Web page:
Memory cards, USB Drives and even SSDs are small, hold a good amount of data and don’t have all those pesky data corruption issues that traditional hard drives have… Or do they?
Yes, even data on a flash media can get corrupted or at the very least, accidentally erased. If this has happened to you, I’ll show you what you can do – assuming the media itself isn’t damaged, crushed, or physically destroyed in any way.
While it’s rare for memory cards to get corrupted, it happens. Once I had a defective USB drive that corrupted everything I put on it, even the first time I used it. More likely to happen though, is an accidental erase. With a confusing menu system on digital cameras, or someone maliciously erasing photos, it can happen often.
Step One: Remove the Card.
If something does get accidentally erased or corrupted, the first thing you should do is remove the memory card from the camera, cell phone or whatever device. You do not want to overwrite new data on top of the accidentally erased data. Doing so would make recovery next to impossible.
Step Two: Find a Card Reader.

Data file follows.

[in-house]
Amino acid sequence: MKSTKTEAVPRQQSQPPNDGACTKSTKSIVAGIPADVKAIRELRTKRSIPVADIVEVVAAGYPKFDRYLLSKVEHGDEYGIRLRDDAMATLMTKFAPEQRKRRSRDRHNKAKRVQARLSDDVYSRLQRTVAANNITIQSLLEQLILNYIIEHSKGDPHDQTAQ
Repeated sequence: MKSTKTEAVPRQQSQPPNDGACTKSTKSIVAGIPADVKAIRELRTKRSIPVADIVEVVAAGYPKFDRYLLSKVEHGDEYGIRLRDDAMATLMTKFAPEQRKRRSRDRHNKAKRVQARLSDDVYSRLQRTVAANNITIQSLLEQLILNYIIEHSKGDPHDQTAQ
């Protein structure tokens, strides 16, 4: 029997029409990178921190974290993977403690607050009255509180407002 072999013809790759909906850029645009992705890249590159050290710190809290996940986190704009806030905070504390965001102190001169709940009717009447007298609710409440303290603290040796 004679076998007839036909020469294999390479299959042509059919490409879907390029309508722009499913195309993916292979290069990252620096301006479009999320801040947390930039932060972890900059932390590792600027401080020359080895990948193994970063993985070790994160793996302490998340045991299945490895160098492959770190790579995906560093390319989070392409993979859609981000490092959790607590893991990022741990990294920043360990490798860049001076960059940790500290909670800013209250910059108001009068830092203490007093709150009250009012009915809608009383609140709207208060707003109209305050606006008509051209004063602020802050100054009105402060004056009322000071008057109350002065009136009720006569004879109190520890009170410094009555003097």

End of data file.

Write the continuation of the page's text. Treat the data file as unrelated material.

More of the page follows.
In order for your Mac to directly read Compact Flash, Memory Stick, SD Cards or any other non-USB media, you’ll need a Card Reader. You can purchase one if you think you’ll need it – Here’s a recommended one from Kingston.
Don’t have a card reader? If it’s a Micro SD card, you can use an mp3 player such as the SanDisk Sansa Series with a Micro SD slot. You may also be able to use your digital camera as the reader if it mounts the memory card as an external drive in OS X.
Step Three: Using PhotoRec.
1. Download the incredible open source TestDisk and PhotoRec from CGSecurity.
2. PhotoRec runs in the Terminal – Don’t be intimidated.
3. UnArchive the download and open the “darwin” folder.
4. Start PhotoRec by double-clicking. Terminal will open up.
5. Select your disk. Go by size to determine which disk is which.
Note: In OS X, its recommended you chose the /dev/rdisk version, if available. It goes faster.
6. Choose your partition table. (PhotoRec will auto select it for you).
7. Select the Partition and choose “Search” at the bottom.
8. PhotoRec needs to know what filesystem your media was set up with.
Note: Unless you used EXT2 or EXT3, just choose other.
9. Select Free to scan only the free space (Recover Deleted Files only). Or choose Whole if the entire media is corrupted.
10. Select where you want to save the recovered files. Hit Y when ready.
11. PhotoRec will now work its magic!